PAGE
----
JTMP’s tax-exempt funding, including grants from major philanthropic foundations, is remarkable considering Kimberlin’s notorious record for violent crime and drug smuggling, as well as his convictions for perjury and impersonating federal officials. His 1978 terrorism spree — which earned him the sobriquet “Speedway Bomber” for the Indiana town where Kimberlin’s violent rampage occurred — included one blast outside a high school that maimed two people. Authorities said that, while awaiting trial, Kimberlin plotted to kill both the federal prosecuting attorney and one of the witnesses against him.

According to information available through online databases, it appears that JTMP’s funding by tax-exempt foundations peaked in 2006. That was the year Kimberlin’s non-profit received a $60,000 grant from the Tides Foundation, which has become controversial because of its funding from left-wing billionaire Soros. An analysis of database records appears to show the following foundation grants to JTMP: (See inset right)

Kimberlin’s infamous criminal past could scarcely have been a secret to those who funded his organization. Kimberlin became a national political celebrity during the 1988 presidential campaign because of his claim, made while he was still serving time in federal prison, that he had once sold marijuana to Dan Quayle, who was then the Republican candidate for vice president.

Kimberlin offered no proof for that unsubstantiated allegation, but it drew the attention of award-winning journalist Mark Singer. A reporter for the New Yorker, Singer was initially sympathetic to Kimberlin, and the two men split an advance for a book deal to tell Kimberlin’s story. Singer ended the co-authorship deal after he became disillusioned by Kimberlin’s habitual dishonesty. In 1996, Singer published Citizen K: The Deeply Weird American Journey of Brett Kimberlin, which exposed Kimberlin as a “world-class liar” and “first-class con man.”

In fact, according to both Singer and Indianapolis Star reporter Joseph Gelarden, prosecutors suspected a particularly sinister motive for the Speedway Bomber’s terroristic rampage: To distract law enforcement officials who were investigating the July 29, 1978, murder of Julia Scyphers, the grandmother of a pre-teen girl toward whom, Gelarden wrote in 1981, Kimberlin had “strange affection . . . questionable relationship.”

‘Things That Are Not True’

Despite abundant evidence of Kimberlin’s criminality, within five years of his release from federal prison in 2000 — after serving only 17 years of a 50-year sentence — the convicted terrorist was able to receive major funding for his 501(c) tax-exempt activities. Hundreds of thousands of dollars of contributions continued to flow into Kimberlin’s Justice Through Music Project, even after a January 2007 report by Time magazine’s Massimo Calabresi recounted Kimberlin’s past and concluded that Kimberlin was still routinely lying:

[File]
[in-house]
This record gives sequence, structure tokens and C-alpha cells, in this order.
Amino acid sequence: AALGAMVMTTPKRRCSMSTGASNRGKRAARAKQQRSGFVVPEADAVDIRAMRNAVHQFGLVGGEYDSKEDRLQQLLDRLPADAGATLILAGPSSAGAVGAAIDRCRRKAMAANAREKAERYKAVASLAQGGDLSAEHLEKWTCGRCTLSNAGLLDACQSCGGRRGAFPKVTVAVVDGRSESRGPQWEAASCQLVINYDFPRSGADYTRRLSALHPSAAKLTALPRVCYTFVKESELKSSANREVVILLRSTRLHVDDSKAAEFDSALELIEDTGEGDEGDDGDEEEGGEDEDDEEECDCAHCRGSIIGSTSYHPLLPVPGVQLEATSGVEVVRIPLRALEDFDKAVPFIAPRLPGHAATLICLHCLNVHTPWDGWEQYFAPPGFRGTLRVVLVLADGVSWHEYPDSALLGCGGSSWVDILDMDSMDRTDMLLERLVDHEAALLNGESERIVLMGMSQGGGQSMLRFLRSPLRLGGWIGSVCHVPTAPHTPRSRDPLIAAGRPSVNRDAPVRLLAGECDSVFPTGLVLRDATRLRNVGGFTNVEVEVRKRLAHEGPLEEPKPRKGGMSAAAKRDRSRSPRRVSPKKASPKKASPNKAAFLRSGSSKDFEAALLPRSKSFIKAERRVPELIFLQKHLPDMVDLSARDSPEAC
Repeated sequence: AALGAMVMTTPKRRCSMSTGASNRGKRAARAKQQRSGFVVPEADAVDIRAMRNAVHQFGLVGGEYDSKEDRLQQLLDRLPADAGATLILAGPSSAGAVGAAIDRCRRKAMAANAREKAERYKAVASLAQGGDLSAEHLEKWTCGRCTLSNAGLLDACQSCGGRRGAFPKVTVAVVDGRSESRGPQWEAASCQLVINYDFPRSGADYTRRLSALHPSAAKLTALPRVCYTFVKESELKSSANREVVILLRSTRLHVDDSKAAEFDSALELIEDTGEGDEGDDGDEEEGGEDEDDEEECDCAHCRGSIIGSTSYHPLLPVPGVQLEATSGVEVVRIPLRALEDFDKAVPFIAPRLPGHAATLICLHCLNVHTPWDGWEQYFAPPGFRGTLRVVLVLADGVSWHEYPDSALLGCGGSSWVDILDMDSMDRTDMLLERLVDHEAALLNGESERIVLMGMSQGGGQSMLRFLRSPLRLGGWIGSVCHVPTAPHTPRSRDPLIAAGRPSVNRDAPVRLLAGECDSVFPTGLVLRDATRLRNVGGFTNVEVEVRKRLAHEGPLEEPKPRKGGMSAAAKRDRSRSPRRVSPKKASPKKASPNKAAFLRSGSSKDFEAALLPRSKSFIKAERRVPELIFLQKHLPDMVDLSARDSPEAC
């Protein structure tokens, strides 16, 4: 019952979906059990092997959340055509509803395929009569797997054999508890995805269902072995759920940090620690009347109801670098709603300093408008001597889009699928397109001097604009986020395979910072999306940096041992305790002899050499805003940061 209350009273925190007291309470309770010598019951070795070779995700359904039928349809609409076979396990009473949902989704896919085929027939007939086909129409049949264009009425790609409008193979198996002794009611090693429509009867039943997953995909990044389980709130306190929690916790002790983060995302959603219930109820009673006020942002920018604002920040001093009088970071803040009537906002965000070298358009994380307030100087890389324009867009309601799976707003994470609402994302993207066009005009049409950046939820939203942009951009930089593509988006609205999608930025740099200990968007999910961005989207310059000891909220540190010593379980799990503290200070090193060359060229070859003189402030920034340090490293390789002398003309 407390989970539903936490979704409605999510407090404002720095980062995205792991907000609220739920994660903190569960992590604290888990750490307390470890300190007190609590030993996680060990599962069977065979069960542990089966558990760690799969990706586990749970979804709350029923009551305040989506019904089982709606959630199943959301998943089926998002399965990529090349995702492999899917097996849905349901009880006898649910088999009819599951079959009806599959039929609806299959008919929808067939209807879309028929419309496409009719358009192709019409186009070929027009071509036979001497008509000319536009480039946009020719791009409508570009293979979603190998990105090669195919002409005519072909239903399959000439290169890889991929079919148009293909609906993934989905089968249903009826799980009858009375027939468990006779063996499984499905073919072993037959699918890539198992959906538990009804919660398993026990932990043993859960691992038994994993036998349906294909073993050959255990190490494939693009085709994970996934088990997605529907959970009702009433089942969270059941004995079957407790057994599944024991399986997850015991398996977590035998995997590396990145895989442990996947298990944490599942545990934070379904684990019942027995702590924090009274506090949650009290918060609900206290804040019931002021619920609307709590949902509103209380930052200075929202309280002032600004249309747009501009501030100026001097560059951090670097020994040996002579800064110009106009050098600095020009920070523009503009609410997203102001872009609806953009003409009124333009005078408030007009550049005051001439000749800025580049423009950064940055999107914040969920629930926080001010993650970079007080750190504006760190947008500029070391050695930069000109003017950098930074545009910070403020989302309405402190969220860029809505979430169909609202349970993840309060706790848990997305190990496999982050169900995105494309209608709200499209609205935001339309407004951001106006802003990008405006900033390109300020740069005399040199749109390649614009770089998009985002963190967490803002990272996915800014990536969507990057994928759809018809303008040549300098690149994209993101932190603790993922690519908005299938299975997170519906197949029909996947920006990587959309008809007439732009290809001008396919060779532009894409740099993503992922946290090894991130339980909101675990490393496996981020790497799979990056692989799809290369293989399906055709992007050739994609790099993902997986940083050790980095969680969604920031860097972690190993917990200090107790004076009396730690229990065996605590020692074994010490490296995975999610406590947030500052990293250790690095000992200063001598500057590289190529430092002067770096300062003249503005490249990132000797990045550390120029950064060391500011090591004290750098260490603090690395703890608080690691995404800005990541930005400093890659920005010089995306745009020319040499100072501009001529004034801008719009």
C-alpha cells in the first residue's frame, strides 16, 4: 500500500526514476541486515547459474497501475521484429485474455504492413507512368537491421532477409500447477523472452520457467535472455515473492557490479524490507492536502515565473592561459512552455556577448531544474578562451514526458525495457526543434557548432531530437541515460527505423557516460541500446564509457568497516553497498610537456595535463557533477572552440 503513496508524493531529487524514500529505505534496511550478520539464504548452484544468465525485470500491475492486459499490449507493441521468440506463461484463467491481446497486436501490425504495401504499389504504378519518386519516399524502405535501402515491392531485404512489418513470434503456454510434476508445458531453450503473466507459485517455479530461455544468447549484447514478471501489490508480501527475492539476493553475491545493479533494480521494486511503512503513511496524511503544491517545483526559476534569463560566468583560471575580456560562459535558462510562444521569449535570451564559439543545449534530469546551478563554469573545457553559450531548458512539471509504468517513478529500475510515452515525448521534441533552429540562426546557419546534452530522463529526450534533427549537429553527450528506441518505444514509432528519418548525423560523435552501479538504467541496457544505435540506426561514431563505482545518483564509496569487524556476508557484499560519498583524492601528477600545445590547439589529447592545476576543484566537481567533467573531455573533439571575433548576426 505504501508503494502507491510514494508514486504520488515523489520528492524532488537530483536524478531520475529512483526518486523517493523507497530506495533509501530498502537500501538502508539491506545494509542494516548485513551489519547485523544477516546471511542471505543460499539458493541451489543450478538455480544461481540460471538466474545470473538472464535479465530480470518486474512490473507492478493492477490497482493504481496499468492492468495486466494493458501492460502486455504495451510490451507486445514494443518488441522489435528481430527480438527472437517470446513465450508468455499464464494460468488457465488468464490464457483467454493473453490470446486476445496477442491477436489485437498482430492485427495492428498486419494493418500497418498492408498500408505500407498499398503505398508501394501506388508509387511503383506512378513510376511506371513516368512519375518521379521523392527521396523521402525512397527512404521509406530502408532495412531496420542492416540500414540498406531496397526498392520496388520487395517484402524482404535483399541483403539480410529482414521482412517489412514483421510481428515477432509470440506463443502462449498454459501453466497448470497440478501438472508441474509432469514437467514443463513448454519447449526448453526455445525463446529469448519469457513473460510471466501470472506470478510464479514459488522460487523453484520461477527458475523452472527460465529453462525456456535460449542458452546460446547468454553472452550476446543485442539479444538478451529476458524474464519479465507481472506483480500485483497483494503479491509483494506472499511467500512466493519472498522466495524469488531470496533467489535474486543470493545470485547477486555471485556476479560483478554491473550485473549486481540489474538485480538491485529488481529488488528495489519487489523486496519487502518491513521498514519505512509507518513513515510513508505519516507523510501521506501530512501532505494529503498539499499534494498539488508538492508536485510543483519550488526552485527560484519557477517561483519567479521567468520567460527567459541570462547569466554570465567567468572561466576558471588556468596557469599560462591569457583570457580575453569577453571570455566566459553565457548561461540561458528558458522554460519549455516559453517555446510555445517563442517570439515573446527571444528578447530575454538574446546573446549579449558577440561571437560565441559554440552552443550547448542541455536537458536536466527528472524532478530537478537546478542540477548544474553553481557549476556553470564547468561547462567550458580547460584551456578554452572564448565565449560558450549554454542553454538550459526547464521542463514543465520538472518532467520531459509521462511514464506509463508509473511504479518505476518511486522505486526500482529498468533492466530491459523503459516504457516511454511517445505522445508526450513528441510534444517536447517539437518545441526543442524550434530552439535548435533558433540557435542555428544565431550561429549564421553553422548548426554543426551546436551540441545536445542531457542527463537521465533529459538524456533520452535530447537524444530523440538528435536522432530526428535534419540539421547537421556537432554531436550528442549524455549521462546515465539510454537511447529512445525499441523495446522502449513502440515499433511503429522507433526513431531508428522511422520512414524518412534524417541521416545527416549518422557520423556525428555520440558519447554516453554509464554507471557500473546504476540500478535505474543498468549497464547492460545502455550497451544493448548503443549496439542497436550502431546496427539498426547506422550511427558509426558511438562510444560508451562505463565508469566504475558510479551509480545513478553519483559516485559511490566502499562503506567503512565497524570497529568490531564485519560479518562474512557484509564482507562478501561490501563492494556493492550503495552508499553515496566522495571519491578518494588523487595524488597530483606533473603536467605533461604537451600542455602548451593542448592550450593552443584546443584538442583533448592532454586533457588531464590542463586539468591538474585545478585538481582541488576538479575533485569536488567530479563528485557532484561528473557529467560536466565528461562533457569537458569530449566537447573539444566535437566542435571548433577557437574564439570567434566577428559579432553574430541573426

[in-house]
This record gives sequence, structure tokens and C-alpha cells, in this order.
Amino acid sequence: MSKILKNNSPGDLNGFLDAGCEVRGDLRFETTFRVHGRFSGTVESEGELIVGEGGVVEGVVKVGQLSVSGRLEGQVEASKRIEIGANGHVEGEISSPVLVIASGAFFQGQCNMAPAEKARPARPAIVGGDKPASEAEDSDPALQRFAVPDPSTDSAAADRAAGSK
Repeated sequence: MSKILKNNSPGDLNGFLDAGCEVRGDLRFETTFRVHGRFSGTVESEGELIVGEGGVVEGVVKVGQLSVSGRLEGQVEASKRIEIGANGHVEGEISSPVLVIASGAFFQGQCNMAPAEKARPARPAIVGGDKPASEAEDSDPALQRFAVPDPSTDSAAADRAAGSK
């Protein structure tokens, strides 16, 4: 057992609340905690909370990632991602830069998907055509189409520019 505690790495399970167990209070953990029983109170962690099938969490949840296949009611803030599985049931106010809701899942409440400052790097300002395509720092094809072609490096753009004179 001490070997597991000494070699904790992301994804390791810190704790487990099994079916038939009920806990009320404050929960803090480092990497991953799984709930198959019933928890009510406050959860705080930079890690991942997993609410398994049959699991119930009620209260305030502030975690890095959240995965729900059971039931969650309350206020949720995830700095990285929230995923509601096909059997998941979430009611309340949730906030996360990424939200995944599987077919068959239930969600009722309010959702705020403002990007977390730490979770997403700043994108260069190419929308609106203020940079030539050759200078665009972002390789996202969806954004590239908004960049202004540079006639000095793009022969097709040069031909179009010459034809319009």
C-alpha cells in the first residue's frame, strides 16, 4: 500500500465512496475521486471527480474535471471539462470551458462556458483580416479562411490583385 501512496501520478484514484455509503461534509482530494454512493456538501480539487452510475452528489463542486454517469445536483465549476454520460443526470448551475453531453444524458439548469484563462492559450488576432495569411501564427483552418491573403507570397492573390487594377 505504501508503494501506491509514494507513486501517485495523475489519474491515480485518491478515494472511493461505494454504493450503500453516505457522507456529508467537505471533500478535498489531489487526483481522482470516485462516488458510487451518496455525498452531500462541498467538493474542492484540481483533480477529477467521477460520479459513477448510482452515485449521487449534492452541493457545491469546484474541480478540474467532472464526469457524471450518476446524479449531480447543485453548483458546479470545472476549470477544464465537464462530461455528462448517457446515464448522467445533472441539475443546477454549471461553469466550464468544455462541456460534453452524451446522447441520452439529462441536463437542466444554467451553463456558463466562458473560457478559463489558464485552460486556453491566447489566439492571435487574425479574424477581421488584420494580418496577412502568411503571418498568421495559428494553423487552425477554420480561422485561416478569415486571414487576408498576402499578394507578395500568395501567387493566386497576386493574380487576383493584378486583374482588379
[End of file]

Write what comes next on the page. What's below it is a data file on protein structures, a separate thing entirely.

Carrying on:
In e-mails and Web postings from Kimberlin’s two organizations, Justice Through Music and Velvet Revolution, he intersperses occasionally useful pieces of information about the problems of e-voting with a hefty portion of bunk, repeatedly asserting as fact things that are not true. Kimberlin, in short, is an unlikely candidate to affect an important issue of public policy.

Calabresi’s carefully reported account of “Kimberlin’s grandiosity” and “lack of credibility”apparently did nothing to deter progressive donors and tax-exempt charitable foundations from contributing to Kimberlin’s non-profit, for which 2008 was its best-ever year in terms of revenue. JTMP told the IRS that it was not involved in “campaign activities,” but as Calabresi recounted, Kimberlin gained fame (and attracted major donations) by claiming that Republicans “stole” the 2004 election for President George W. Bush:

The turning point for Kimberlin came with an idea to attract attention. Before the 2004 presidential election, hecontacted the wealthy head of a foundation in Ohio who practiced transcendental meditation with Kimberlin’s sister. After the vote, with a pledge from the benefactor, Kimberlin posted on justicethroughmusic.org a $100,000 reward for any evidence that the election had been stolen.And things took off. First, the reward attracted blogger Brad Friedman, who then co-founded the netroots voting-reform website VelvetRevolution.us with Kimberlin and serves as his face man. The reward attracted other donors (including a politically active relative of mine who last year introduced me to Kimberlin). And it produced several people who claimed to have information on problems with electronic voting. They were prominently displayed on Friedman’s site, BradBlog.com Leveraging his website’s popularity, Kimberlin made contact with congressional staff members and other activists, launching coordinated netroots campaigns for the cause.